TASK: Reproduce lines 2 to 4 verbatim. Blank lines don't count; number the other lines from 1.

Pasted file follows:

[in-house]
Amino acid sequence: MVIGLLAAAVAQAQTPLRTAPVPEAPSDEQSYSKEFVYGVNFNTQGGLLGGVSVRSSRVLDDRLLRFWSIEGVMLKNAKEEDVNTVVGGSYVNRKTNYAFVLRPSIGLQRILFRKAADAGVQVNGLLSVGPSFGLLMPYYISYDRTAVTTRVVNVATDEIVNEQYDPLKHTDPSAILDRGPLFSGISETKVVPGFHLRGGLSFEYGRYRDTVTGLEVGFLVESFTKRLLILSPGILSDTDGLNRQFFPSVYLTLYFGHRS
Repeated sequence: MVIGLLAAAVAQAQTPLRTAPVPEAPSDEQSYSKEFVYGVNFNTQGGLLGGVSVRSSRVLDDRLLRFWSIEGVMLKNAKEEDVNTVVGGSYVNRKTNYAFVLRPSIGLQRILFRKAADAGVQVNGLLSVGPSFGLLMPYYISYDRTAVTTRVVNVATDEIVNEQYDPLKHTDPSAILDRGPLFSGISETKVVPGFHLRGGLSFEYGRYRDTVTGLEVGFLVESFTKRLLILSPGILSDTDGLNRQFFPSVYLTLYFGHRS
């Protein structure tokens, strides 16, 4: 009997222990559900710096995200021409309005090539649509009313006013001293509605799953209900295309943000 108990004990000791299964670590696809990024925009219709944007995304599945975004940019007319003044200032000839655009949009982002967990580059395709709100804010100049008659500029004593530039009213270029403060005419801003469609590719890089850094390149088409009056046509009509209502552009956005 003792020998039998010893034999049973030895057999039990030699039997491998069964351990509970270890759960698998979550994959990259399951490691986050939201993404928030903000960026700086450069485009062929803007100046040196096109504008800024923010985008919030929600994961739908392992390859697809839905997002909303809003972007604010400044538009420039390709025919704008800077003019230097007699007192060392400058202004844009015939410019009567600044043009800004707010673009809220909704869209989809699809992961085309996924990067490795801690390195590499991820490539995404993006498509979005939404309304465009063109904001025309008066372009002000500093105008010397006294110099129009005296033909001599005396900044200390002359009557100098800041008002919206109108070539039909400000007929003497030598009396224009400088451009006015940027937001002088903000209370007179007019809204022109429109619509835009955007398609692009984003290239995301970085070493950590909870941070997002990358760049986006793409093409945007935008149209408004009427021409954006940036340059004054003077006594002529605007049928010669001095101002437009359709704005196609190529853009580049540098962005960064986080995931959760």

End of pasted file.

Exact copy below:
Amino acid sequence: MVIGLLAAAVAQAQTPLRTAPVPEAPSDEQSYSKEFVYGVNFNTQGGLLGGVSVRSSRVLDDRLLRFWSIEGVMLKNAKEEDVNTVVGGSYVNRKTNYAFVLRPSIGLQRILFRKAADAGVQVNGLLSVGPSFGLLMPYYISYDRTAVTTRVVNVATDEIVNEQYDPLKHTDPSAILDRGPLFSGISETKVVPGFHLRGGLSFEYGRYRDTVTGLEVGFLVESFTKRLLILSPGILSDTDGLNRQFFPSVYLTLYFGHRS
Repeated sequence: MVIGLLAAAVAQAQTPLRTAPVPEAPSDEQSYSKEFVYGVNFNTQGGLLGGVSVRSSRVLDDRLLRFWSIEGVMLKNAKEEDVNTVVGGSYVNRKTNYAFVLRPSIGLQRILFRKAADAGVQVNGLLSVGPSFGLLMPYYISYDRTAVTTRVVNVATDEIVNEQYDPLKHTDPSAILDRGPLFSGISETKVVPGFHLRGGLSFEYGRYRDTVTGLEVGFLVESFTKRLLILSPGILSDTDGLNRQFFPSVYLTLYFGHRS
């Protein structure tokens, strides 16, 4: 009997222990559900710096995200021409309005090539649509009313006013001293509605799953209900295309943000 108990004990000791299964670590696809990024925009219709944007995304599945975004940019007319003044200032000839655009949009982002967990580059395709709100804010100049008659500029004593530039009213270029403060005419801003469609590719890089850094390149088409009056046509009509209502552009956005 003792020998039998010893034999049973030895057999039990030699039997491998069964351990509970270890759960698998979550994959990259399951490691986050939201993404928030903000960026700086450069485009062929803007100046040196096109504008800024923010985008919030929600994961739908392992390859697809839905997002909303809003972007604010400044538009420039390709025919704008800077003019230097007699007192060392400058202004844009015939410019009567600044043009800004707010673009809220909704869209989809699809992961085309996924990067490795801690390195590499991820490539995404993006498509979005939404309304465009063109904001025309008066372009002000500093105008010397006294110099129009005296033909001599005396900044200390002359009557100098800041008002919206109108070539039909400000007929003497030598009396224009400088451009006015940027937001002088903000209370007179007019809204022109429109619509835009955007398609692009984003290239995301970085070493950590909870941070997002990358760049986006793409093409945007935008149209408004009427021409954006940036340059004054003077006594002529605007049928010669001095101002437009359709704005196609190529853009580049540098962005960064986080995931959760």